Bolt Threads: High Tech Clothing from Spider Web Silk

One place where scientists are exploring new innovations is in the area of biomimicry. From sharkskin inspired swimsuits to burr inspired Velcro products, the superior properties exhibited in nature can be recreated or mimicked and then applied to commercial products. One area that hasn’t undergone too many technical innovations in the past century is that of textiles. We hear all the time about smart clothes with built in solar charging that can monitor your health or any other kind of far-fetched invention you can think of like self lacing shoes. The real area we’d like to see innovation in is garment durability and stain resistance.

While companies like Nanotex have been developing stain resistant clothing enabled by nanotechnology since 1998, the area of textile durability doesn’t seem to have many advances made especially if you consider that the entire fashion industry thrives on people who feel the need to define who they are by what they wear, a target that is constantly changing. Why should I have to pay for extra durability in a piece of clothing if I just plan to throw it out and buy a new one in a year’s time? (#FirstWorldProblems). One company that is using synthetic biology to make advancements in the area of synthetic textile engineering is Bolt Threads.




Founded in 2009, Bolt has taken in $40 million so far from investors that include Peter Thiel’s Founders Fund. Bolt is working on engineering the next generation of high-performance fashion fibers that are inspired by the silk that all spiders produce. While not all spiders produce webs, the ones that do build them from some pretty fascinating materials. Take the Darwin’s Bark spider for example which was not discovered until 2009.


This amazing spider can create silk strands that extend up to 82 feet which are built out of the toughest biological material ever studied, around 10 times stronger than Kevlar. If we could create this material ourselves, there seems to be an unlimited number of applications that we could use it for. Yet with all the technological prowess we have today, we still haven’t been able to replicate the molecular structure of spider silk because it is just too complicated.

Then along comes Bolt Threads who decided to create these natural silks by inserting certain genes into yeast to produce large quantities of silk proteins through fermentation using just yeast, sugar and water. This genetically modified yeast can now produce the same silk material that spiders emit from their glands, and once spun can be used to create clothing that is stronger than steel yet soft and supple. The silk comes out as a liquid form but is then spun into fibers. Bolt Threads is now producing these silk fibers at a commercial scale and has trademarked them as “Engineered Silk”. No one else has managed to create engineered silk this way except Bolt Threads.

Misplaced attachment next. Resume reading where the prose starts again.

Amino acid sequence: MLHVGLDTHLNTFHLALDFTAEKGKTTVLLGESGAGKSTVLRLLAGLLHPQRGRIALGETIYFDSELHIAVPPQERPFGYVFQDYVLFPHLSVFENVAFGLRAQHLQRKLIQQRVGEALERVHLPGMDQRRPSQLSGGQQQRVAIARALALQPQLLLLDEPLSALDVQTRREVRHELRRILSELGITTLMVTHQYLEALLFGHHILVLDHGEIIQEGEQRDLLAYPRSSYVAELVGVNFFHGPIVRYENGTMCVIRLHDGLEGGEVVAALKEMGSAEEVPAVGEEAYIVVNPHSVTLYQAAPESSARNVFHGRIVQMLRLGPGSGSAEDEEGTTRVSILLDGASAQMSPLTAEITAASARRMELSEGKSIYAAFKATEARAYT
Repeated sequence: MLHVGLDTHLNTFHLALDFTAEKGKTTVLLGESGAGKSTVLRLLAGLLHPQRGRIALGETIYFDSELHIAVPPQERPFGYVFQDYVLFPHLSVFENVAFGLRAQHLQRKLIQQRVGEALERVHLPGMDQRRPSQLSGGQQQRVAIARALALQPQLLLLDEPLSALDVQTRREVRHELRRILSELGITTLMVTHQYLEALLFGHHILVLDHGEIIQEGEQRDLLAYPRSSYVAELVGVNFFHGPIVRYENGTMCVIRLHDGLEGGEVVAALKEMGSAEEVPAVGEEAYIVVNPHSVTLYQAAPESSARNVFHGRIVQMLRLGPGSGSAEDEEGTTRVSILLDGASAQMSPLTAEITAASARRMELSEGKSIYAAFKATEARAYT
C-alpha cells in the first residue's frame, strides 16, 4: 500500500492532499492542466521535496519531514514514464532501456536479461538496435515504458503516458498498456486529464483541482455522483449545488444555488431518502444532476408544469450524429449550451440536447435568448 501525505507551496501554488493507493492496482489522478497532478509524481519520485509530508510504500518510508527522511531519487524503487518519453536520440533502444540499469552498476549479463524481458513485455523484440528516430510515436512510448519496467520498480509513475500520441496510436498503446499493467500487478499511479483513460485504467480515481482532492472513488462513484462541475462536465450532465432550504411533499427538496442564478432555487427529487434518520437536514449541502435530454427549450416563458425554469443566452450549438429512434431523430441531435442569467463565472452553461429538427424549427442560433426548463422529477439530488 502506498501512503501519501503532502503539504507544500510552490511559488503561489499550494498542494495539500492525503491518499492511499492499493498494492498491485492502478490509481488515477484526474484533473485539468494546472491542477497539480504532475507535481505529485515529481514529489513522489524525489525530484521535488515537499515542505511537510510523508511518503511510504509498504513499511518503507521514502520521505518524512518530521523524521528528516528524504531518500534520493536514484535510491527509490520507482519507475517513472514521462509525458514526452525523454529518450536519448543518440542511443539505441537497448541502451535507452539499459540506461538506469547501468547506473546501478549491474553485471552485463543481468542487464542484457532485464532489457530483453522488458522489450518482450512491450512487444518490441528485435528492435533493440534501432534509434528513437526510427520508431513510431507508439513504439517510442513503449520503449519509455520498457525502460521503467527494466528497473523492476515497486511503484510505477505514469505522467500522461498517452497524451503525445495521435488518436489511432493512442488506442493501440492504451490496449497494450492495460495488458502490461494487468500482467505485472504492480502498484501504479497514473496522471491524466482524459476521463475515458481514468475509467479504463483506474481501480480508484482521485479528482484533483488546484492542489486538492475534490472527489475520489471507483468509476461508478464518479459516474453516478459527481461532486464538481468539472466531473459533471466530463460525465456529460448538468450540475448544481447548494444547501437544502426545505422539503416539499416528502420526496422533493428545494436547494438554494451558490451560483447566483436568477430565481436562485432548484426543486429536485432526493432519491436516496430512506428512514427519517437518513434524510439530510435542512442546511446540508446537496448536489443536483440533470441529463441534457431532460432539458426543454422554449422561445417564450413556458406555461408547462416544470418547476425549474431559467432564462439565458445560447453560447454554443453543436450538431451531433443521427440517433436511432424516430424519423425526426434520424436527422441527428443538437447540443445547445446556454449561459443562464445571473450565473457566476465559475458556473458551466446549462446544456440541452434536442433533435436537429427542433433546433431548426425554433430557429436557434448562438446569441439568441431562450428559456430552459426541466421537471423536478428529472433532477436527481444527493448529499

While silk shirts for men went out of fashion a long time ago, Engineered Silk is expected to look and feel quite different from traditional silk and will be easy to wash and wear. There’s also a green spin here (get it?) which is that 20% of water pollution globally is attributed to textile processing. The Bolt Threads process won’t be contributing to that statistic.

Bolt Threads is pursuing an “Intel inside” business model like Nanotex. Garment manufactures like Nike will license the right to use Engineered Silk from Bolt Threads and then your Nike running pants will have a tag on it that says “Engineered Silk”. We should expect to see clothing coming out this year using Engineered Silk so as soon as you see it, please let us know!

If you pay more than $4.95 a trade, you're paying too much. Ally Invest is one of the lowest-fee brokers around so you spend less money on transaction fees and more on stocks. With more than 30 trades a quarter it drops even lower to $3.95 a tradeOpen an account and begin trading today.

  • Ryan

    This is really cool! Is it expensive? Where can I buy clothes made from this? I want to try it out.

    • Nanalyze

      It’s expected to debut in consumer products in 2016. That’s all we know!

Subscribe to the Nanalyze Weekly Digest

Subscribe to our Nanalyze Weekly Digest to receive a summary of all articles every week.

We’ll never use your email for anything other than sending you great articles about investing in disruptive technologies.

  • This field is for validation purposes and should be left unchanged.